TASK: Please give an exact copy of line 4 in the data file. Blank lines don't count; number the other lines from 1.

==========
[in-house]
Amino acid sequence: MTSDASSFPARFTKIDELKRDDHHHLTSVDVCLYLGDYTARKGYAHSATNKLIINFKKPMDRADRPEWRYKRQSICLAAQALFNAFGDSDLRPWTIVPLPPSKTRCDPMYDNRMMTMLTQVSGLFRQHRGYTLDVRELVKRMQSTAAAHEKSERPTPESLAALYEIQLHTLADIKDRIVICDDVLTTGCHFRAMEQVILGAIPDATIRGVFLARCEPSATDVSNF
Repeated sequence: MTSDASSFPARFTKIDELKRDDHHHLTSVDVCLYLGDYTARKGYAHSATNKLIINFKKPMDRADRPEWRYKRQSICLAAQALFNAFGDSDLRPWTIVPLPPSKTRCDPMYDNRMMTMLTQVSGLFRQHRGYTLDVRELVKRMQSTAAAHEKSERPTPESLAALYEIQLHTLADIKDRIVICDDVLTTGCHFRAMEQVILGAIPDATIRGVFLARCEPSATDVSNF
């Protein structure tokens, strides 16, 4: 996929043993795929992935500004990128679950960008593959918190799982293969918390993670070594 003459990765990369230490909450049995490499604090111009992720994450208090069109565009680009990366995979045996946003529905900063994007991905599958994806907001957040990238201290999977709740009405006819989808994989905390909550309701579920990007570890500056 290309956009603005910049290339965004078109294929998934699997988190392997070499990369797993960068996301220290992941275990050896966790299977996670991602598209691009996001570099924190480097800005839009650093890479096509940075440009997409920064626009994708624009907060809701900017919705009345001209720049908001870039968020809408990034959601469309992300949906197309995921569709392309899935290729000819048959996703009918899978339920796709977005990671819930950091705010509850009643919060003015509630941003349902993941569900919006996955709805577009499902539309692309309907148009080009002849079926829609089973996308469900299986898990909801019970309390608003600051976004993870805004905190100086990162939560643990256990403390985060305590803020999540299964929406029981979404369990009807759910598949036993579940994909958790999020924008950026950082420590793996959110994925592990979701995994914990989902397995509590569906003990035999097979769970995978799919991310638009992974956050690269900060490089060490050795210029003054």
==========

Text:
């Protein structure tokens, strides 16, 4: 996929043993795929992935500004990128679950960008593959918190799982293969918390993670070594 003459990765990369230490909450049995490499604090111009992720994450208090069109565009680009990366995979045996946003529905900063994007991905599958994806907001957040990238201290999977709740009405006819989808994989905390909550309701579920990007570890500056 290309956009603005910049290339965004078109294929998934699997988190392997070499990369797993960068996301220290992941275990050896966790299977996670991602598209691009996001570099924190480097800005839009650093890479096509940075440009997409920064626009994708624009907060809701900017919705009345001209720049908001870039968020809408990034959601469309992300949906197309995921569709392309899935290729000819048959996703009918899978339920796709977005990671819930950091705010509850009643919060003015509630941003349902993941569900919006996955709805577009499902539309692309309907148009080009002849079926829609089973996308469900299986898990909801019970309390608003600051976004993870805004905190100086990162939560643990256990403390985060305590803020999540299964929406029981979404369990009807759910598949036993579940994909958790999020924008950026950082420590793996959110994925592990979701995994914990989902397995509590569906003990035999097979769970995978799919991310638009992974956050690269900060490089060490050795210029003054």